by Joseph Back
Students at Stanley-Boyd are due to get out of class 45 minutes earlier on Wednesdays this year, after the Stanley-Boyd Area Schools Board of Education approved an early release plan as such at its regular monthly board meeting July 25.
The new time, which is to
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S-B English teacher Kayleigh Steinmetz (above left) and fourth grade teacher Danny Halterman presented along with Nancy Leibzeit on a plan for early student release Wednesdays at the July board meeting. Photo by Joseph Back. EARLY
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be 2:25 p.m. on Wednesdays, will not auect transportation, as buses will do two routes to make sure that students (especially in the lower grade levels) get home. Following student release the teachers would then meet in com mon for 55 minutes of meetings to
better collaborate. The current meet – ing time on Wednesday mornings prevents this, while moving it to after school would allow for more collab oration between teachers at diuerent grade levels, due to diuerences in schedules for elementary, middle, and high school students during the day.
"I told one new stau person that school starts at 7:20 a.m. and it's al- ways a blizzard, so to prepare for
that," Stanley -Boyd High School En- glish teacher Kayleigh Steinmetz said of teacher arrival at Stanley-Boyd and the morning routine.
As for early student release at 2:25 p.m., it has a larger benefit: closing the gaps in learning that some kids experience as they work through the grade levels through better planning.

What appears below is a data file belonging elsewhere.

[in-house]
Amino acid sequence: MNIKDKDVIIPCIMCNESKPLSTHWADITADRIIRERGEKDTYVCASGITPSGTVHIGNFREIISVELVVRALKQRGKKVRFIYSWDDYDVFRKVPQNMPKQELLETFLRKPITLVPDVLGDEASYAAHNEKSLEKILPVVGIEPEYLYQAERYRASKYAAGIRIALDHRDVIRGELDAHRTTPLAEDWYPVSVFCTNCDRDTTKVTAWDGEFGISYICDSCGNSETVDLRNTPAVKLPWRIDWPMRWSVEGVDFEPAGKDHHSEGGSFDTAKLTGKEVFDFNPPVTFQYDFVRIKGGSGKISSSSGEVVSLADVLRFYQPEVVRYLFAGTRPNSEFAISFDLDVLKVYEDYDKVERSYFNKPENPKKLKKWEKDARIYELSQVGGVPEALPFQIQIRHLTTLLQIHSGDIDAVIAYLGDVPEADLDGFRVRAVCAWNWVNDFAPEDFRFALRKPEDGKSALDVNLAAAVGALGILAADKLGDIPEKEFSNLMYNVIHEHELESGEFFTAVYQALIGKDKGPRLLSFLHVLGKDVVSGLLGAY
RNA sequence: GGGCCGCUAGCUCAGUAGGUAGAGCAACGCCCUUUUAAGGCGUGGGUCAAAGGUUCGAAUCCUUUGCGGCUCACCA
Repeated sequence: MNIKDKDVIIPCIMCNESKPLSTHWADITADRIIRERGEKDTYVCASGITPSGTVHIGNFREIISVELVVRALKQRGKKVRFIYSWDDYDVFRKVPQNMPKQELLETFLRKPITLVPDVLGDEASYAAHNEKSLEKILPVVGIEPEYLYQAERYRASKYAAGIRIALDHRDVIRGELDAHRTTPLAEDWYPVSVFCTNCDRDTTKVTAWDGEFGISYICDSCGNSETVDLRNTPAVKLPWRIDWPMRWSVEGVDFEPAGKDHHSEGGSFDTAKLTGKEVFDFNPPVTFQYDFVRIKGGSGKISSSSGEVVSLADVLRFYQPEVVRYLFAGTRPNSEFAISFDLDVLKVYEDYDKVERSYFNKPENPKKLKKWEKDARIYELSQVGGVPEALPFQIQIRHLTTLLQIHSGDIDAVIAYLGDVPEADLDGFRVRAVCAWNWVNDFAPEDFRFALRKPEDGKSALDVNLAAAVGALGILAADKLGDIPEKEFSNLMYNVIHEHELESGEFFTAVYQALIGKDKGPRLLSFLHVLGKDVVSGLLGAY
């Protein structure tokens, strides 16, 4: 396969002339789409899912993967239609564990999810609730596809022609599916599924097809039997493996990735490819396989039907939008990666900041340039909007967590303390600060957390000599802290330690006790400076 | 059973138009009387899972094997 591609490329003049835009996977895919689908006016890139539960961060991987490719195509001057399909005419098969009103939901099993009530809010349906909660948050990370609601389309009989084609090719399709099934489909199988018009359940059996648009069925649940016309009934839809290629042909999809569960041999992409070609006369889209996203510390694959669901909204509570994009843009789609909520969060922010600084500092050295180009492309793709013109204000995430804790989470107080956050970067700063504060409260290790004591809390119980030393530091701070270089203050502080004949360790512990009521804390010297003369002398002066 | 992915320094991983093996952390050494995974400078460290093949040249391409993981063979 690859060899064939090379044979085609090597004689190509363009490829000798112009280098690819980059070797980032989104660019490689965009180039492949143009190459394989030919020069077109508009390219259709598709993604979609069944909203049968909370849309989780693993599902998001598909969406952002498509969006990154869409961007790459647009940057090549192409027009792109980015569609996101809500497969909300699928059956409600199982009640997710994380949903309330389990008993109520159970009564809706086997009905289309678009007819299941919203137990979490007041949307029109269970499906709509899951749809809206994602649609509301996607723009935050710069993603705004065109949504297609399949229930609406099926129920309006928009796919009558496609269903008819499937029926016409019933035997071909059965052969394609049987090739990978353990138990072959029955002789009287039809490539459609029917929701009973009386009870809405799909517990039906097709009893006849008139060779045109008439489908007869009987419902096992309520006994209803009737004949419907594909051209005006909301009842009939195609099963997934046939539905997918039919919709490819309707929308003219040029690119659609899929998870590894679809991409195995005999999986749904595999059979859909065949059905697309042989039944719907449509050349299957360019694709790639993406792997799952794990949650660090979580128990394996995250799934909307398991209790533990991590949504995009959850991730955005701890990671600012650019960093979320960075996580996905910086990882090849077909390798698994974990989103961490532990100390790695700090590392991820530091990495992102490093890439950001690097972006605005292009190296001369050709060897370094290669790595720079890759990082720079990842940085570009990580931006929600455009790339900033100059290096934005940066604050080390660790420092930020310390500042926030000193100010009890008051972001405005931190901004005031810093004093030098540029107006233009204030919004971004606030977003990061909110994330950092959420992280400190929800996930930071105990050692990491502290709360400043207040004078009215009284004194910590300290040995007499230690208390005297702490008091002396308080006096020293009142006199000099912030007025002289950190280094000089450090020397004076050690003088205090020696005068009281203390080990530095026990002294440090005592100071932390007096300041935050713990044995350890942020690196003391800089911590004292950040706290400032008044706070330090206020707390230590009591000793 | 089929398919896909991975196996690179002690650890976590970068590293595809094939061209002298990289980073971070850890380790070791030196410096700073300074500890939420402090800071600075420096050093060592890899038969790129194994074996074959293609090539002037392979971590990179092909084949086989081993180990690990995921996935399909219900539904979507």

“It’s hard to solve all those prob lems in 45 minutes," Steinmetz said
of the before school morning rush.
“So it helps to have that time when you're not cut ou." The early release on Wednesdays will give teachers the ability to collaborate across grade lev – els and better plan on how to prepare students, as a teaching team. Fourth grade teacher and S-B alum Danny Halterman laid out the thought pro – cess behind having more time for after school for teacher meeting on Wednesdays.
“How in third grade can we prep them for fourth grade, and how in fourth grade can we prep them for fifth grade?" He said of the logic behind it. As to how the early release would auect student schedules meanwhile, district superintendent Jeu Koenig shared that it would mean smaller class segments across the board in both middle and high school. School board member Toni Seidl had a ques tion of her own. "How does this auect the total minutes that we need each year?" she asked of state mandated instructional time. Koenig said that “it potentially could" auect time require- ments from outside, but that, “the question becomes: is it instructional time or not?" Overall things should be fine, he said. Verbeten asked another question.
“How does this impact the fuel budget?" he asked of running two routes on Wednesday afternoons to get kids home. Verbeten was an – swered that while it would likely be an increase, this was ouset by the fact that running two routes saved the is – sue of little kids getting on the right bus. Board member Denise Houstatter replied that reports that stau weres on board was good, but had a question as well.
“Would those paras be in with those students," she asked of addi- tional instructional time and parapro fessional stau. Eighth grade teacher and presenter Nancy Leibzeit had an answer for Houstatter.
"If it was in their IEP," she said. The initials IEP stand for "Individualized Educational Plan" and generally apply to those students with special needs, like specialized instruction.
“If approved it would start right away this fall?" Verbeten asked.
"Yes," Koenig said. Following more discussion with a motion by Verbeten seconded by Bob Geist, the early release of students on Wednes – days will start in just a few weeks— plan on it!